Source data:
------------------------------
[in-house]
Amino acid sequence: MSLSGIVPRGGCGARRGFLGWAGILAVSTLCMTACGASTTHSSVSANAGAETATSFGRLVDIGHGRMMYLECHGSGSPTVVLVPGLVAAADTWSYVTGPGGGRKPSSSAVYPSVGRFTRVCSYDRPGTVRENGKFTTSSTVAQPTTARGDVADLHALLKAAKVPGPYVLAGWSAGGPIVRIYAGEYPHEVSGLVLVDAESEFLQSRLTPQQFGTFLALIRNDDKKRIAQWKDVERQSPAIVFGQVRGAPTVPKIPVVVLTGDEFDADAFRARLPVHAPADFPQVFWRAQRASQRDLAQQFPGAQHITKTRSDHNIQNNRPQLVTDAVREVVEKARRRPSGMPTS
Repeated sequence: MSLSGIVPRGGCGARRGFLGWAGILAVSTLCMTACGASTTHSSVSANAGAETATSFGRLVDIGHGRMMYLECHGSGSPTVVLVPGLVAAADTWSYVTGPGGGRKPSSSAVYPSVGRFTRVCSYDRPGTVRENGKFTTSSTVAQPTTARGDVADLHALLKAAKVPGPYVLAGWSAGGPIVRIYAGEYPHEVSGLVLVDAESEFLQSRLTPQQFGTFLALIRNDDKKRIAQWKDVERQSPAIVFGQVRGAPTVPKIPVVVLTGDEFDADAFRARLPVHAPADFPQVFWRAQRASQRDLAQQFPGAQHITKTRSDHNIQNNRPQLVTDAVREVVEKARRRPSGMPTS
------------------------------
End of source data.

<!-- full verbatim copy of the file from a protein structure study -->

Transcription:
[in-house]
Amino acid sequence: MSLSGIVPRGGCGARRGFLGWAGILAVSTLCMTACGASTTHSSVSANAGAETATSFGRLVDIGHGRMMYLECHGSGSPTVVLVPGLVAAADTWSYVTGPGGGRKPSSSAVYPSVGRFTRVCSYDRPGTVRENGKFTTSSTVAQPTTARGDVADLHALLKAAKVPGPYVLAGWSAGGPIVRIYAGEYPHEVSGLVLVDAESEFLQSRLTPQQFGTFLALIRNDDKKRIAQWKDVERQSPAIVFGQVRGAPTVPKIPVVVLTGDEFDADAFRARLPVHAPADFPQVFWRAQRASQRDLAQQFPGAQHITKTRSDHNIQNNRPQLVTDAVREVVEKARRRPSGMPTS
Repeated sequence: MSLSGIVPRGGCGARRGFLGWAGILAVSTLCMTACGASTTHSSVSANAGAETATSFGRLVDIGHGRMMYLECHGSGSPTVVLVPGLVAAADTWSYVTGPGGGRKPSSSAVYPSVGRFTRVCSYDRPGTVRENGKFTTSSTVAQPTTARGDVADLHALLKAAKVPGPYVLAGWSAGGPIVRIYAGEYPHEVSGLVLVDAESEFLQSRLTPQQFGTFLALIRNDDKKRIAQWKDVERQSPAIVFGQVRGAPTVPKIPVVVLTGDEFDADAFRARLPVHAPADFPQVFWRAQRASQRDLAQQFPGAQHITKTRSDHNIQNNRPQLVTDAVREVVEKARRRPSGMPTS